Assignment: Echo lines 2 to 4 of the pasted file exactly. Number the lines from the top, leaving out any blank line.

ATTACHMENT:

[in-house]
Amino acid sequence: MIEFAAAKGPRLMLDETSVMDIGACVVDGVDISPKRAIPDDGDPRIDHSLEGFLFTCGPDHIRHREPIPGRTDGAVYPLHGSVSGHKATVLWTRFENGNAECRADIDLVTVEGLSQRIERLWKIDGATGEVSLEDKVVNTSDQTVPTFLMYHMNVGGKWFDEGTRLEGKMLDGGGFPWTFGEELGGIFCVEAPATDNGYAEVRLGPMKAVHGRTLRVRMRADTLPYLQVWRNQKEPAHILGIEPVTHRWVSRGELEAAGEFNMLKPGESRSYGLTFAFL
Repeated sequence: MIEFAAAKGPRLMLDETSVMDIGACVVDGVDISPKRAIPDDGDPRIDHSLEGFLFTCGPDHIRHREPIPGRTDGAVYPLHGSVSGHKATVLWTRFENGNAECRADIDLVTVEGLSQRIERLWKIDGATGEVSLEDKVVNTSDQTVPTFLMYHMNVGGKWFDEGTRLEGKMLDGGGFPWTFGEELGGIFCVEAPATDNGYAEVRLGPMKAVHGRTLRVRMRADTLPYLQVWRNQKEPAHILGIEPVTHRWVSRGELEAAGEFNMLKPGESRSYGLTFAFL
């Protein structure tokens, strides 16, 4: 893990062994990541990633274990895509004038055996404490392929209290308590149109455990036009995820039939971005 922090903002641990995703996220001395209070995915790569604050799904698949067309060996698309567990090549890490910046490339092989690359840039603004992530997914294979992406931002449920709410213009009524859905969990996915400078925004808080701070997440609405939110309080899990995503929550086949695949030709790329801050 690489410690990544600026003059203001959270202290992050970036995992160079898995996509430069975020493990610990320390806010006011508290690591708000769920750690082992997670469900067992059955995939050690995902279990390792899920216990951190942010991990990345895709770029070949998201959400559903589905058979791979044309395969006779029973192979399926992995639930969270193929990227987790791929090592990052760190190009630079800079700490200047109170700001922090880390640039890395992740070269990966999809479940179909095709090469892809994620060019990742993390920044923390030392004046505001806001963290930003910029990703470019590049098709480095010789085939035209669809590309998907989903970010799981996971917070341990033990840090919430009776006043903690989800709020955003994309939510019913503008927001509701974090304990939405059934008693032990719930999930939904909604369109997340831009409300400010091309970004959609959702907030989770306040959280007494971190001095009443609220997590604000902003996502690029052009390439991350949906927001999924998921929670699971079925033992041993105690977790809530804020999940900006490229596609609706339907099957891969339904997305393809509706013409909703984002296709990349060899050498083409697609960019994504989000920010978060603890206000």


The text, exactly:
Amino acid sequence: MIEFAAAKGPRLMLDETSVMDIGACVVDGVDISPKRAIPDDGDPRIDHSLEGFLFTCGPDHIRHREPIPGRTDGAVYPLHGSVSGHKATVLWTRFENGNAECRADIDLVTVEGLSQRIERLWKIDGATGEVSLEDKVVNTSDQTVPTFLMYHMNVGGKWFDEGTRLEGKMLDGGGFPWTFGEELGGIFCVEAPATDNGYAEVRLGPMKAVHGRTLRVRMRADTLPYLQVWRNQKEPAHILGIEPVTHRWVSRGELEAAGEFNMLKPGESRSYGLTFAFL
Repeated sequence: MIEFAAAKGPRLMLDETSVMDIGACVVDGVDISPKRAIPDDGDPRIDHSLEGFLFTCGPDHIRHREPIPGRTDGAVYPLHGSVSGHKATVLWTRFENGNAECRADIDLVTVEGLSQRIERLWKIDGATGEVSLEDKVVNTSDQTVPTFLMYHMNVGGKWFDEGTRLEGKMLDGGGFPWTFGEELGGIFCVEAPATDNGYAEVRLGPMKAVHGRTLRVRMRADTLPYLQVWRNQKEPAHILGIEPVTHRWVSRGELEAAGEFNMLKPGESRSYGLTFAFL
């Protein structure tokens, strides 16, 4: 893990062994990541990633274990895509004038055996404490392929209290308590149109455990036009995820039939971005 922090903002641990995703996220001395209070995915790569604050799904698949067309060996698309567990090549890490910046490339092989690359840039603004992530997914294979992406931002449920709410213009009524859905969990996915400078925004808080701070997440609405939110309080899990995503929550086949695949030709790329801050 690489410690990544600026003059203001959270202290992050970036995992160079898995996509430069975020493990610990320390806010006011508290690591708000769920750690082992997670469900067992059955995939050690995902279990390792899920216990951190942010991990990345895709770029070949998201959400559903589905058979791979044309395969006779029973192979399926992995639930969270193929990227987790791929090592990052760190190009630079800079700490200047109170700001922090880390640039890395992740070269990966999809479940179909095709090469892809994620060019990742993390920044923390030392004046505001806001963290930003910029990703470019590049098709480095010789085939035209669809590309998907989903970010799981996971917070341990033990840090919430009776006043903690989800709020955003994309939510019913503008927001509701974090304990939405059934008693032990719930999930939904909604369109997340831009409300400010091309970004959609959702907030989770306040959280007494971190001095009443609220997590604000902003996502690029052009390439991350949906927001999924998921929670699971079925033992041993105690977790809530804020999940900006490229596609609706339907099957891969339904997305393809509706013409909703984002296709990349060899050498083409697609960019994504989000920010978060603890206000």